As a side note and testament to the efficiency of this type of setup, converting the design (Sketch files) to a fully functioning, production-ready website was completed in slightly less than a month. This was made possible via this CSS framework that decouples semantic classnames from style and strives for a near 1:1 relation between a style and its classname. See Basscss and Tachyons for more on this approach (I started from these frameworks).

If you’re interested, I’ve listed the plugins I use with PostCSS below. If you have never used PostCSS it’s worth checking out.

I use postcss-cli (Command line interface for PostCSS) so I can assign commands like `postcss -c postcss.config.js` to `npm run build`. And then here are the rest (in the order in which they’re called by PostCSS).

²Sage 9, currently in development, will use Webpack for asset management.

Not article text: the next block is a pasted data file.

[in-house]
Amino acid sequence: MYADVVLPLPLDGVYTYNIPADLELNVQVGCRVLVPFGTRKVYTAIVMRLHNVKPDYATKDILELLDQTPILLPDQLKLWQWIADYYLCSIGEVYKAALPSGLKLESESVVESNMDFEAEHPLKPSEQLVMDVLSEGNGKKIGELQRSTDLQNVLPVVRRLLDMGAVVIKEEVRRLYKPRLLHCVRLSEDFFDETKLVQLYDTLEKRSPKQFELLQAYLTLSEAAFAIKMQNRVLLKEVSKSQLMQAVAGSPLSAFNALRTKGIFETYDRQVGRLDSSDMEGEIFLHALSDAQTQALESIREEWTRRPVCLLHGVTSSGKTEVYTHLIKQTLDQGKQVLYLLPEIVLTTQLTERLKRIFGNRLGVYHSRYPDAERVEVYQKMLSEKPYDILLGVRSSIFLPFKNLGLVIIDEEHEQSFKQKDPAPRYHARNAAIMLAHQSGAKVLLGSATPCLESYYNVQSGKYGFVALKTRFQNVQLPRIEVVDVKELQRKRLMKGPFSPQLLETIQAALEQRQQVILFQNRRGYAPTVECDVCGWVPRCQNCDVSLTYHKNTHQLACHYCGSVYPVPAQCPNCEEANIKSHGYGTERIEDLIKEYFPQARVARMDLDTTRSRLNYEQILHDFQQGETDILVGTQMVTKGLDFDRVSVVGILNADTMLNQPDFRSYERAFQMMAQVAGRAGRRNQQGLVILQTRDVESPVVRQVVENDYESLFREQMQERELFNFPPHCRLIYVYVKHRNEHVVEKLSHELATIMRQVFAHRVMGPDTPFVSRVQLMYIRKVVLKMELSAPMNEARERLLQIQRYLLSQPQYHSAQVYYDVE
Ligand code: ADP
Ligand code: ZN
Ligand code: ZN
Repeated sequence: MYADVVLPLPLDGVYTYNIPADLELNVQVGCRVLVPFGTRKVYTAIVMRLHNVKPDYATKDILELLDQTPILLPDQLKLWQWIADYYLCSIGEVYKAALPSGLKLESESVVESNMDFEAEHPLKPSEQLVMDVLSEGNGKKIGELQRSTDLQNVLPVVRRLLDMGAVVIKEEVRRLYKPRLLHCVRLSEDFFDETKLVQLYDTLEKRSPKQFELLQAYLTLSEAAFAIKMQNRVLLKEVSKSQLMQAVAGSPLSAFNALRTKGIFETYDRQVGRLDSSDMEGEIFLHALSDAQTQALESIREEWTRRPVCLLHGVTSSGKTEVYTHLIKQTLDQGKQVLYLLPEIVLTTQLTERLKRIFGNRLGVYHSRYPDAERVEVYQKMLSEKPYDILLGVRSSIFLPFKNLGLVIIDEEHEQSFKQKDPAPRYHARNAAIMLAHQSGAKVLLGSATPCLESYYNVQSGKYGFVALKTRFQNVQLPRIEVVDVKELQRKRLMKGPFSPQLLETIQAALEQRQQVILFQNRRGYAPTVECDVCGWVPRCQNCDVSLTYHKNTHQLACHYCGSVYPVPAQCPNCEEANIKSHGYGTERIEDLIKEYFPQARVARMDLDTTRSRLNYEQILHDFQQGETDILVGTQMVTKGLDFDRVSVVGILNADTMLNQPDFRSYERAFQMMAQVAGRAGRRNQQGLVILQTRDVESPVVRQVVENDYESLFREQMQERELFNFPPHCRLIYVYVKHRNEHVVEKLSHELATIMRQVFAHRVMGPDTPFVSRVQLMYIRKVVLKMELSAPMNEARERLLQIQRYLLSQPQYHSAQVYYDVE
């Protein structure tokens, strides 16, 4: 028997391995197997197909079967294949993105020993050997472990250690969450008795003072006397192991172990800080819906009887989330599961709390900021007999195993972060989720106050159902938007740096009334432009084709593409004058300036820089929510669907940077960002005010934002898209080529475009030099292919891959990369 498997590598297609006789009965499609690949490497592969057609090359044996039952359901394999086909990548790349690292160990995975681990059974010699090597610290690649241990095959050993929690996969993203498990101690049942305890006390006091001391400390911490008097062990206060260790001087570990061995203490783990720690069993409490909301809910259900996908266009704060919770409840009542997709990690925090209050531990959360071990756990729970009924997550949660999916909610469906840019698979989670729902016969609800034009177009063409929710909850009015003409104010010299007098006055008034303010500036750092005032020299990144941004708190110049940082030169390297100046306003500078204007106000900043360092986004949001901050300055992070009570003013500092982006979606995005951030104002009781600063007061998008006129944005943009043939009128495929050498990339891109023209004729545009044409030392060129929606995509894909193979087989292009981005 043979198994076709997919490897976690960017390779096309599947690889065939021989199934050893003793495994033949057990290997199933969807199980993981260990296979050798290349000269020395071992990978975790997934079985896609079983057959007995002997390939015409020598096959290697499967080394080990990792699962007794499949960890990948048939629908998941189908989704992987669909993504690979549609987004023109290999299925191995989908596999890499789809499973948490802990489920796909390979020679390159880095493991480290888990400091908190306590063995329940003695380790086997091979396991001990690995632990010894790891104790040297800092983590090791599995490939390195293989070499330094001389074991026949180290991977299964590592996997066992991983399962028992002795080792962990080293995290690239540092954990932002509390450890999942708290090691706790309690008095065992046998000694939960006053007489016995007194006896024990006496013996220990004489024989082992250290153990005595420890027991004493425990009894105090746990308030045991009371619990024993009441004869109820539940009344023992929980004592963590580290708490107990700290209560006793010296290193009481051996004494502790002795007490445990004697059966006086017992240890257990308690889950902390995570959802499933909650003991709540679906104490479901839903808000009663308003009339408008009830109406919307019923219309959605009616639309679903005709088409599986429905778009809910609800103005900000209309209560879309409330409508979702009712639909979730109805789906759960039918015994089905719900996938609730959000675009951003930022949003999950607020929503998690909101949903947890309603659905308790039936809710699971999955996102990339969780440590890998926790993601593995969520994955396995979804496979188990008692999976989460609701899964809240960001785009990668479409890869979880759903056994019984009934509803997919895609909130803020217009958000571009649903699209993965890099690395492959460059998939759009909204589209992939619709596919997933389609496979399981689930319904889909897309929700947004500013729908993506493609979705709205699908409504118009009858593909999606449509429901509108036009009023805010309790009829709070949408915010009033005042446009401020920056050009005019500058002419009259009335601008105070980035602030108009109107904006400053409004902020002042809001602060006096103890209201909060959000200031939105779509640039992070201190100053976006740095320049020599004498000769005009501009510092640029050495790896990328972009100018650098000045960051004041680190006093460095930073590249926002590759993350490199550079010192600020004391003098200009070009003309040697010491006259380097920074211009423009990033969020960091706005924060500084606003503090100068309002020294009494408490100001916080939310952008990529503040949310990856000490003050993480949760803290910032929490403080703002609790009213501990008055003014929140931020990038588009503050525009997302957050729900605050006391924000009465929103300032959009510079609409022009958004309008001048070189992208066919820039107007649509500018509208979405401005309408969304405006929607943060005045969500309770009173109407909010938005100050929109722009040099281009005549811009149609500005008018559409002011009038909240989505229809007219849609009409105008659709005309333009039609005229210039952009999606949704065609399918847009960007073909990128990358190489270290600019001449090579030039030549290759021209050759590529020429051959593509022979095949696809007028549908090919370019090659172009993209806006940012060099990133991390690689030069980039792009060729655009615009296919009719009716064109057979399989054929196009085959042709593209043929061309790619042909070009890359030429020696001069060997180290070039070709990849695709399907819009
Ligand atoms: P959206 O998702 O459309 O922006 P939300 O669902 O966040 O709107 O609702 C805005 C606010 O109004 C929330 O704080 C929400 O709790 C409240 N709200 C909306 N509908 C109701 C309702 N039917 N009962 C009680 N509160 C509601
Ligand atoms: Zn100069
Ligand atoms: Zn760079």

Southern Equip

Southern Equip is the main channel for publishing Southern Seminary’s original online-only content as well as the online clearinghouse for its print publications. The site is unique in that it houses a variety of designs rather than forcing everything into a standard template.


I’ve looked to David for numerous digital design solutions and he has always exceeded expectations. Most recently, he led the design and product development on a very complex project of high importance to our institution. He was easy to work with — communicating professionally throughout the planning, design and implementation of the project and also creating high-quality deliverables to help present to our leadership.

Steve WattersFormer VP of Communications, Southern Seminary